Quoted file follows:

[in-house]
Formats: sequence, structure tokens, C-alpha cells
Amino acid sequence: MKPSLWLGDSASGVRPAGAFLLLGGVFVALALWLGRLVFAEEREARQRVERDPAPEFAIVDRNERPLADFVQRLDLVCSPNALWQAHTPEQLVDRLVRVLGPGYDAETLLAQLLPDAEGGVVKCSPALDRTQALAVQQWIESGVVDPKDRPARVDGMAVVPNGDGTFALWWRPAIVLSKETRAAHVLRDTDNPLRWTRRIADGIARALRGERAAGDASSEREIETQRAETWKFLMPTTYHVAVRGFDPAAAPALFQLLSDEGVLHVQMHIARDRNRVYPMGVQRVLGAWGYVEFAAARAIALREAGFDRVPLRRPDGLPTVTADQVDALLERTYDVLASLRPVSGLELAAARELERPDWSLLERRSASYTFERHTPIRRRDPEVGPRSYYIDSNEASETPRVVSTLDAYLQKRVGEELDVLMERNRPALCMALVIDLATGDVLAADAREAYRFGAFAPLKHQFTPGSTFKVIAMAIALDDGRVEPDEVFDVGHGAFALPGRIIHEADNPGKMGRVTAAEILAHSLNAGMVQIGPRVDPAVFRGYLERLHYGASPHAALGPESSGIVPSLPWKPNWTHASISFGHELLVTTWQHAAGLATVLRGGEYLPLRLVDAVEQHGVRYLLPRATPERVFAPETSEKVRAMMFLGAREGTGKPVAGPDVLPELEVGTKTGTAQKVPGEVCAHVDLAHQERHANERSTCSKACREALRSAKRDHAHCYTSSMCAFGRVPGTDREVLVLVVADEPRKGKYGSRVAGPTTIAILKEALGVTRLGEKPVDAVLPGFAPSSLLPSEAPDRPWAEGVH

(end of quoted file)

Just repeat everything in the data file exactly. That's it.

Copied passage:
[in-house]
Formats: sequence, structure tokens, C-alpha cells
Amino acid sequence: MKPSLWLGDSASGVRPAGAFLLLGGVFVALALWLGRLVFAEEREARQRVERDPAPEFAIVDRNERPLADFVQRLDLVCSPNALWQAHTPEQLVDRLVRVLGPGYDAETLLAQLLPDAEGGVVKCSPALDRTQALAVQQWIESGVVDPKDRPARVDGMAVVPNGDGTFALWWRPAIVLSKETRAAHVLRDTDNPLRWTRRIADGIARALRGERAAGDASSEREIETQRAETWKFLMPTTYHVAVRGFDPAAAPALFQLLSDEGVLHVQMHIARDRNRVYPMGVQRVLGAWGYVEFAAARAIALREAGFDRVPLRRPDGLPTVTADQVDALLERTYDVLASLRPVSGLELAAARELERPDWSLLERRSASYTFERHTPIRRRDPEVGPRSYYIDSNEASETPRVVSTLDAYLQKRVGEELDVLMERNRPALCMALVIDLATGDVLAADAREAYRFGAFAPLKHQFTPGSTFKVIAMAIALDDGRVEPDEVFDVGHGAFALPGRIIHEADNPGKMGRVTAAEILAHSLNAGMVQIGPRVDPAVFRGYLERLHYGASPHAALGPESSGIVPSLPWKPNWTHASISFGHELLVTTWQHAAGLATVLRGGEYLPLRLVDAVEQHGVRYLLPRATPERVFAPETSEKVRAMMFLGAREGTGKPVAGPDVLPELEVGTKTGTAQKVPGEVCAHVDLAHQERHANERSTCSKACREALRSAKRDHAHCYTSSMCAFGRVPGTDREVLVLVVADEPRKGKYGSRVAGPTTIAILKEALGVTRLGEKPVDAVLPGFAPSSLLPSEAPDRPWAEGVH